Commentary: How Much Further Can The Fed Push?Charles J. Whalen
Higher interest rates haven't taken much of a bite out of American business so far. Although the Federal Reserve has increased rates six times in the past year, business investment is still going strong. Orders for capital equipment, excluding aircraft, rose by almost 13% annually through April, just slightly down from their growth rate through March. McDonald's Corp., for example, is forging ahead with a $1.9 billion global capital-spending plan, with most of the money earmarked for opening restaurants abroad.
Can this investment boom last? For a while, probably yes. But if the Fed keeps raising rates to restrain consumers, it could end up choking off the business investment that's largely responsible for the economy's long run of high productivity growth and low inflation. According to David A. Levy, director of the Forecasting Center of the Jerome Levy Economics Institute, the risk of Fed policy triggering a downturn is real--"and people might be shocked by how fast things come undone."
Surprising though it may seem, it's not unusual that business investment has held up thus far. Corporations often commit to investments a year or more in advance. And most studies show that it takes a big increase in rates to affect investment. "A rise of a couple hundred basis points [two percentage points] isn't going to alter a major business decision," says Steven M. Fazzari, an economist at Washington University.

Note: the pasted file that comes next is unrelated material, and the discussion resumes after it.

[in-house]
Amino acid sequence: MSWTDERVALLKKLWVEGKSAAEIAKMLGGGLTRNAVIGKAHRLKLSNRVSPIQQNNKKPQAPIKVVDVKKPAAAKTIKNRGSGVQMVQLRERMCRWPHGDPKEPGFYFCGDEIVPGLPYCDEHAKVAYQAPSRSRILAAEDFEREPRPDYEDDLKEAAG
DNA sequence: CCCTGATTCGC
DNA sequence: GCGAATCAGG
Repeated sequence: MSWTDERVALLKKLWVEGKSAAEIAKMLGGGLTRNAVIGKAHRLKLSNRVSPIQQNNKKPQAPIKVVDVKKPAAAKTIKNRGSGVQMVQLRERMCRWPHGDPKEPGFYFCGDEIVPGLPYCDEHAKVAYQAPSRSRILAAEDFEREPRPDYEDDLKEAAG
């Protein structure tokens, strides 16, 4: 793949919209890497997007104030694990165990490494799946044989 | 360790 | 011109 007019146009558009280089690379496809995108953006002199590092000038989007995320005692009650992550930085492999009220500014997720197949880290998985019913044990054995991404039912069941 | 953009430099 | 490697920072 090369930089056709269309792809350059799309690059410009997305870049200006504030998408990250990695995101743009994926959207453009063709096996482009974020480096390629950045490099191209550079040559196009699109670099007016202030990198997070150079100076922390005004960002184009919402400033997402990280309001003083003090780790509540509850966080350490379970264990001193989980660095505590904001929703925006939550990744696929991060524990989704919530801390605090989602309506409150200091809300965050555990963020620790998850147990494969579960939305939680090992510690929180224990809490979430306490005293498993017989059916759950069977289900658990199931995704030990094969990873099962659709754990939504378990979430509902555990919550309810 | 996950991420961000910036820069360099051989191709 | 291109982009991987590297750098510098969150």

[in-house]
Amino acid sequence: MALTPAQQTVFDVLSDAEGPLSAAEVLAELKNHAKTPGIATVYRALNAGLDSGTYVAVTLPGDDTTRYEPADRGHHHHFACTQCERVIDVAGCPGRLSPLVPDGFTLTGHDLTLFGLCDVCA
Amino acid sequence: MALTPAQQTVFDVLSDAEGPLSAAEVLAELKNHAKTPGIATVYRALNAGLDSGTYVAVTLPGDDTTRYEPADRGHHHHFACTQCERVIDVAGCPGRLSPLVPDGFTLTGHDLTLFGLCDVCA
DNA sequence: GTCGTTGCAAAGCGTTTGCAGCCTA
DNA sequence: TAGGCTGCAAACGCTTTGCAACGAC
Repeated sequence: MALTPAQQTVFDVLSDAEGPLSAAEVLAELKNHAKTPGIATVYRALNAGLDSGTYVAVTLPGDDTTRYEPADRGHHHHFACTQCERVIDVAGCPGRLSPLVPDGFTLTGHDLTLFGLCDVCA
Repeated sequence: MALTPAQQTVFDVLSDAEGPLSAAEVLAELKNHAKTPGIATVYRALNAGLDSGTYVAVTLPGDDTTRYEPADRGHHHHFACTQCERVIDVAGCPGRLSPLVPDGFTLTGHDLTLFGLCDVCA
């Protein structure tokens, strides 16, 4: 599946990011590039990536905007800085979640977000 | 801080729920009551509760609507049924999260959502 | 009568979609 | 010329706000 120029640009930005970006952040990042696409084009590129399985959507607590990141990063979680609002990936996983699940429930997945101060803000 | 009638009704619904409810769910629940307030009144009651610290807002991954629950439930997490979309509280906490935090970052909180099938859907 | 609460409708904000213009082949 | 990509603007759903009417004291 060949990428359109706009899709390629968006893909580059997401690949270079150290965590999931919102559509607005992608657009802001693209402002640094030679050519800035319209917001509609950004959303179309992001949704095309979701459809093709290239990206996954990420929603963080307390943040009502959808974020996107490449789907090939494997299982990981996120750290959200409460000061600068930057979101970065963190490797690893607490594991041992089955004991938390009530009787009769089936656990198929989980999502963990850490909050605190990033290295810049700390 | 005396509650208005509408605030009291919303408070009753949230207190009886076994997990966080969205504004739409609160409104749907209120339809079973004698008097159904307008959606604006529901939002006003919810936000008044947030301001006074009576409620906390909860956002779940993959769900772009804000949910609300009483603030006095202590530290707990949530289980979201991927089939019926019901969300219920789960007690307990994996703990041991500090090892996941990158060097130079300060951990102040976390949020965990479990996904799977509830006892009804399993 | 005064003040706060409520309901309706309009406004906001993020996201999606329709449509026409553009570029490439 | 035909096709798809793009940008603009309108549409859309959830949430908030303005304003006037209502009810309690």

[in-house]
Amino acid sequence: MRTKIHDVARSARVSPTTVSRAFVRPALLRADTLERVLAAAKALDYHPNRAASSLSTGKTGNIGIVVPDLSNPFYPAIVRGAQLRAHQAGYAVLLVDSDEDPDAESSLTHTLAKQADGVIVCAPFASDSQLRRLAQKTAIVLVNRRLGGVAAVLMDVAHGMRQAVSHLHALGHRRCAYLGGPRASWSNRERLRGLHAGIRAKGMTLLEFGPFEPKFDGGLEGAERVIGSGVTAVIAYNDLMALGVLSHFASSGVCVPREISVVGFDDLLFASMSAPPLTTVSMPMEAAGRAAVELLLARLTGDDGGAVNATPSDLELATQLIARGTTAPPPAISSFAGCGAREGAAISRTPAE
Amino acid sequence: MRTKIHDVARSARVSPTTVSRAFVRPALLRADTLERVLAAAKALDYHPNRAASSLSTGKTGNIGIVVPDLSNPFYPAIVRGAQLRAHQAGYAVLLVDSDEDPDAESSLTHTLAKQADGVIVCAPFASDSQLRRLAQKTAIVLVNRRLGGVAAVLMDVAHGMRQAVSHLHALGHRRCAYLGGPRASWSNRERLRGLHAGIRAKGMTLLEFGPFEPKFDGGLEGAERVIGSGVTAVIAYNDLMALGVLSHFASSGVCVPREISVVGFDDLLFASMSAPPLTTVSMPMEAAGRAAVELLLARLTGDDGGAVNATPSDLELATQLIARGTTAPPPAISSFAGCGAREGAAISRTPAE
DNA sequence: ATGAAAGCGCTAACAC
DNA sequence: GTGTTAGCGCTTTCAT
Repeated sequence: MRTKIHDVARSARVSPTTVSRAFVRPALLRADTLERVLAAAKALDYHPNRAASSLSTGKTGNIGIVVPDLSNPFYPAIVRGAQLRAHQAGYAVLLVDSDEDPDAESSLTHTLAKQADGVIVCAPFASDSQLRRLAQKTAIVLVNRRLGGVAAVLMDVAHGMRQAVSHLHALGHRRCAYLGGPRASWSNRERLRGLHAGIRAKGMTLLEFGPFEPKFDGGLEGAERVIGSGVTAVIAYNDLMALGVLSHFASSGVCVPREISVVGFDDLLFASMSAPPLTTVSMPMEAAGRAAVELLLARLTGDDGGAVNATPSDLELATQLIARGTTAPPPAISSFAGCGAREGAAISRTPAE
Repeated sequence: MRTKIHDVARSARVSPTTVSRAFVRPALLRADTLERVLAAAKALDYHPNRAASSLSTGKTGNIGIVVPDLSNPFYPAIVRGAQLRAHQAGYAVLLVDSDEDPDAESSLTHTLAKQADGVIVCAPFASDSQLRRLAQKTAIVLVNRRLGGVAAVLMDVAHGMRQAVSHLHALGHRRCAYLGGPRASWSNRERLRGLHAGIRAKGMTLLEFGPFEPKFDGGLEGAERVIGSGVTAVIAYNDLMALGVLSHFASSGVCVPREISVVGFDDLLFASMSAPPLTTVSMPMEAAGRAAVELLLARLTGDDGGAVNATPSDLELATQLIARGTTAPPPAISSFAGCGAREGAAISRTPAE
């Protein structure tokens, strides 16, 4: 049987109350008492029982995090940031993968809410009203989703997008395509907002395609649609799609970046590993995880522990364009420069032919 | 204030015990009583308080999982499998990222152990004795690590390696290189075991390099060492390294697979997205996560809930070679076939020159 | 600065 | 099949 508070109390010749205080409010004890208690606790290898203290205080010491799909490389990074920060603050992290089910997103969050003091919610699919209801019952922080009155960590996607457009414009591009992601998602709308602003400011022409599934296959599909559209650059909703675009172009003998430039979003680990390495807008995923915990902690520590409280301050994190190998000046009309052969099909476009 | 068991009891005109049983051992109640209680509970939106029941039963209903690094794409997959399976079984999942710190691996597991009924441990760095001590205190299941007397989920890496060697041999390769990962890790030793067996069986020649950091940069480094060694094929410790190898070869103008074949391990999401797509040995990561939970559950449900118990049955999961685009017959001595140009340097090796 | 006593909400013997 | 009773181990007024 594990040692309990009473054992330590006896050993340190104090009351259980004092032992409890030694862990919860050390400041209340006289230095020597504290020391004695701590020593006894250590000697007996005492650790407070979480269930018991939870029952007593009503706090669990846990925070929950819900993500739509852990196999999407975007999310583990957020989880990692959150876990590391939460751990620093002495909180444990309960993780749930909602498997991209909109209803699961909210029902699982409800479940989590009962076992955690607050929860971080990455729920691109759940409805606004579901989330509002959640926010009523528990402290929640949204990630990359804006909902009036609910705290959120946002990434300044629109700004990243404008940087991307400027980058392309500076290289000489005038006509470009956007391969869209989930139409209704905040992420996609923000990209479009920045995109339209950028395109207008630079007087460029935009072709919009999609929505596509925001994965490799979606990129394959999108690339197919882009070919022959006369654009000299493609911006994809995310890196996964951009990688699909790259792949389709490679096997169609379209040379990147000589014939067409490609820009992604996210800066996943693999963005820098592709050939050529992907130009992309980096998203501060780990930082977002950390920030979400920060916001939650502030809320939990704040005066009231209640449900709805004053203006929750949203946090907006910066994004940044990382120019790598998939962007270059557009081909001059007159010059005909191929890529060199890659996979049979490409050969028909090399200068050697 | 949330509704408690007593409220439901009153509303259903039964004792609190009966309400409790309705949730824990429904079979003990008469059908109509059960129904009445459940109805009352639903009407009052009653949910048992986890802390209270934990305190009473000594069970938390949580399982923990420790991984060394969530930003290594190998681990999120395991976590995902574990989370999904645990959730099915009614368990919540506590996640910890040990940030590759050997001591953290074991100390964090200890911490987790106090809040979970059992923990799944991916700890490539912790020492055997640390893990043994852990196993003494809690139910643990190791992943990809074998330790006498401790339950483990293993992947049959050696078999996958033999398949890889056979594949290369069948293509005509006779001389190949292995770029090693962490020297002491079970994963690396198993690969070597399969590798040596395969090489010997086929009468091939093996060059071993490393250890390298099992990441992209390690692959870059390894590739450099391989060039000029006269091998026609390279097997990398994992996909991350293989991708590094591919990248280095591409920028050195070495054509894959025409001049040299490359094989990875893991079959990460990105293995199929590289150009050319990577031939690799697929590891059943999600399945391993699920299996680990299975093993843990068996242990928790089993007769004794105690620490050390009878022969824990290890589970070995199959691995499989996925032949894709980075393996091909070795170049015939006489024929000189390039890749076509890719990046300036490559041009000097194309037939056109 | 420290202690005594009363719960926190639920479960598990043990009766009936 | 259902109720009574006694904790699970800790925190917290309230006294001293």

Fazzari and others say that businesses make investments when they have strong revenue expectations, cash available internally for investments, and a need to keep up with the latest technology. Quaker Oats Co. is moving ahead with a $115 million Gatorade plant despite higher rates because its cash flow is so strong that it doesn't need to borrow much. Nor does Rockwell International Corp. have any intention of being penny-wise and pound-foolish in the face of a huge opportunity in e-commerce: It plans to pump $15 million to $20 million a year indefinitely into its e-commerce sites, in addition to the $70 million it has already spent.
Some economists go so far as to say that the recent Fed rate hikes might even promote business investment, since they reduce the uncertainty that inflation induces. Anil K. Kashyap, a professor at the University of Chicago, argues that the best thing the Fed could do for investment is "draw a clear line in the sand against inflation."
But even economists who favor raising rates know there's a limit beyond which higher rates will discourage investment. The first to be affected are those with urgent borrowing needs. A Fed survey released on May 22 said that "banks became significantly more cautious lenders over the last three months." If rate increases continue, they could eventually squeeze investment by companies that don't need to borrow but see no point in investing if tight money is killing off customer demand.
TRICKY BALANCE. That process may already be in the works. Monetary policy typically takes six months or more to begin affecting investment and has its biggest impact only after a year or two, says Mark Gertler, an economist at New York University. So the rate increases that began last summer would only now be starting to dampen investment.
Ideally, the Fed would like to rein in consumers without crimping business. Yet monetary policy is a blunt instrument. "It's virtually impossible to say you want to slow consumption and leave investment unchanged," says Chicago's Kashyap. For the past decade, the Fed has struck the right balance. Says Columbia University economist Frederic S. Mishkin: "This has been an unprecedented period for Fed policy--almost perfect." That's how it will have to remain for business investment to keep growing.